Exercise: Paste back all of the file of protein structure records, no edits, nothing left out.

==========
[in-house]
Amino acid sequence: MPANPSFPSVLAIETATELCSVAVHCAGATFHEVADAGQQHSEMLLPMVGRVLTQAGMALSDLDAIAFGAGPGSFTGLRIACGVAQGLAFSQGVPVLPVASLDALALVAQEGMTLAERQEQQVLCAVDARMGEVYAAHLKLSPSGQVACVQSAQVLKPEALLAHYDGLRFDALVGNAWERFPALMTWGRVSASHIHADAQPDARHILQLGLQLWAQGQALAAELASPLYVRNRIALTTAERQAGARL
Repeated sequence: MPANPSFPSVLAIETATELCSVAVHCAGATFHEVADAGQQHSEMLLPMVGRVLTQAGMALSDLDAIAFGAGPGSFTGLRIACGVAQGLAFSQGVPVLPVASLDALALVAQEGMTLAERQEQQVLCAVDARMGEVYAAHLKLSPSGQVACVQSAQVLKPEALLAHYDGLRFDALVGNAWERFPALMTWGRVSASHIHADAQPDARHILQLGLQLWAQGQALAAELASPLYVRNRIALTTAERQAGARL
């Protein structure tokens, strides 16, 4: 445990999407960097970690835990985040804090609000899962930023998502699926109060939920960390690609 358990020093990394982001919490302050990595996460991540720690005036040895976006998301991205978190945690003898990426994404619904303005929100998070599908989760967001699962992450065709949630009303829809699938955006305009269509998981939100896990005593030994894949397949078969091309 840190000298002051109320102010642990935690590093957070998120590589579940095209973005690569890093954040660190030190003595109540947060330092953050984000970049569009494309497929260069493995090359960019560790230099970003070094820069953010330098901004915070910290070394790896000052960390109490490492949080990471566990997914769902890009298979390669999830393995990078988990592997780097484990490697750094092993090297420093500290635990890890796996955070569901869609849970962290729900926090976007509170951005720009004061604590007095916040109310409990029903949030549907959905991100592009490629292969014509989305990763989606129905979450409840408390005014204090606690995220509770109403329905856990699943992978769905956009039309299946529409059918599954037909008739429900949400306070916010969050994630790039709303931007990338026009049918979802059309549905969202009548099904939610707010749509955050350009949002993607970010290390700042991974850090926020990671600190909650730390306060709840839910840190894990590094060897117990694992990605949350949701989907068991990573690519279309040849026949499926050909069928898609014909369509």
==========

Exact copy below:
[in-house]
Amino acid sequence: MPANPSFPSVLAIETATELCSVAVHCAGATFHEVADAGQQHSEMLLPMVGRVLTQAGMALSDLDAIAFGAGPGSFTGLRIACGVAQGLAFSQGVPVLPVASLDALALVAQEGMTLAERQEQQVLCAVDARMGEVYAAHLKLSPSGQVACVQSAQVLKPEALLAHYDGLRFDALVGNAWERFPALMTWGRVSASHIHADAQPDARHILQLGLQLWAQGQALAAELASPLYVRNRIALTTAERQAGARL
Repeated sequence: MPANPSFPSVLAIETATELCSVAVHCAGATFHEVADAGQQHSEMLLPMVGRVLTQAGMALSDLDAIAFGAGPGSFTGLRIACGVAQGLAFSQGVPVLPVASLDALALVAQEGMTLAERQEQQVLCAVDARMGEVYAAHLKLSPSGQVACVQSAQVLKPEALLAHYDGLRFDALVGNAWERFPALMTWGRVSASHIHADAQPDARHILQLGLQLWAQGQALAAELASPLYVRNRIALTTAERQAGARL
């Protein structure tokens, strides 16, 4: 445990999407960097970690835990985040804090609000899962930023998502699926109060939920960390690609 358990020093990394982001919490302050990595996460991540720690005036040895976006998301991205978190945690003898990426994404619904303005929100998070599908989760967001699962992450065709949630009303829809699938955006305009269509998981939100896990005593030994894949397949078969091309 840190000298002051109320102010642990935690590093957070998120590589579940095209973005690569890093954040660190030190003595109540947060330092953050984000970049569009494309497929260069493995090359960019560790230099970003070094820069953010330098901004915070910290070394790896000052960390109490490492949080990471566990997914769902890009298979390669999830393995990078988990592997780097484990490697750094092993090297420093500290635990890890796996955070569901869609849970962290729900926090976007509170951005720009004061604590007095916040109310409990029903949030549907959905991100592009490629292969014509989305990763989606129905979450409840408390005014204090606690995220509770109403329905856990699943992978769905956009039309299946529409059918599954037909008739429900949400306070916010969050994630790039709303931007990338026009049918979802059309549905969202009548099904939610707010749509955050350009949002993607970010290390700042991974850090926020990671600190909650730390306060709840839910840190894990590094060897117990694992990605949350949701989907068991990573690519279309040849026949499926050909069928898609014909369509």